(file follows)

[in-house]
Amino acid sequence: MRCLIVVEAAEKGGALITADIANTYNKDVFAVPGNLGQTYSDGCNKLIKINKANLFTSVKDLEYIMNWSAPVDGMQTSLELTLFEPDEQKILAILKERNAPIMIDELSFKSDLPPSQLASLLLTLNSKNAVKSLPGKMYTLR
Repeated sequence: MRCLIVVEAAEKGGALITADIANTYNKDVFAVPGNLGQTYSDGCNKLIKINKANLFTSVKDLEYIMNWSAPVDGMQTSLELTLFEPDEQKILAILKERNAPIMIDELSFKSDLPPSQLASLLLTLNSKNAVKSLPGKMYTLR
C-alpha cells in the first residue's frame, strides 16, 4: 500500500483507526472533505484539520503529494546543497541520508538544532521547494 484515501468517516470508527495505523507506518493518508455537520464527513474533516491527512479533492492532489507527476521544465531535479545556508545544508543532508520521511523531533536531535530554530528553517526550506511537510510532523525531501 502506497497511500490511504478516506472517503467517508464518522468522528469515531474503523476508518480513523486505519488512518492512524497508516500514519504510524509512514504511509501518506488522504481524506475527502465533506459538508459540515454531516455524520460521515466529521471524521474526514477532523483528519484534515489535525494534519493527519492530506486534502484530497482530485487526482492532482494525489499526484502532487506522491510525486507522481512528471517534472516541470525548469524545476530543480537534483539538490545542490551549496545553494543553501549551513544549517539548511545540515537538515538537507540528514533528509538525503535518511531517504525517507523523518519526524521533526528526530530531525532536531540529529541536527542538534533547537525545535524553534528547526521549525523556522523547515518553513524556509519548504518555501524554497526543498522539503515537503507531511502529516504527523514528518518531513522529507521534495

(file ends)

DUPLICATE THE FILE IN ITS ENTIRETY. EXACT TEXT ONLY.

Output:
[in-house]
Amino acid sequence: MRCLIVVEAAEKGGALITADIANTYNKDVFAVPGNLGQTYSDGCNKLIKINKANLFTSVKDLEYIMNWSAPVDGMQTSLELTLFEPDEQKILAILKERNAPIMIDELSFKSDLPPSQLASLLLTLNSKNAVKSLPGKMYTLR
Repeated sequence: MRCLIVVEAAEKGGALITADIANTYNKDVFAVPGNLGQTYSDGCNKLIKINKANLFTSVKDLEYIMNWSAPVDGMQTSLELTLFEPDEQKILAILKERNAPIMIDELSFKSDLPPSQLASLLLTLNSKNAVKSLPGKMYTLR
C-alpha cells in the first residue's frame, strides 16, 4: 500500500483507526472533505484539520503529494546543497541520508538544532521547494 484515501468517516470508527495505523507506518493518508455537520464527513474533516491527512479533492492532489507527476521544465531535479545556508545544508543532508520521511523531533536531535530554530528553517526550506511537510510532523525531501 502506497497511500490511504478516506472517503467517508464518522468522528469515531474503523476508518480513523486505519488512518492512524497508516500514519504510524509512514504511509501518506488522504481524506475527502465533506459538508459540515454531516455524520460521515466529521471524521474526514477532523483528519484534515489535525494534519493527519492530506486534502484530497482530485487526482492532482494525489499526484502532487506522491510525486507522481512528471517534472516541470525548469524545476530543480537534483539538490545542490551549496545553494543553501549551513544549517539548511545540515537538515538537507540528514533528509538525503535518511531517504525517507523523518519526524521533526528526530530531525532536531540529529541536527542538534533547537525545535524553534528547526521549525523556522523547515518553513524556509519548504518555501524554497526543498522539503515537503507531511502529516504527523514528518518531513522529507521534495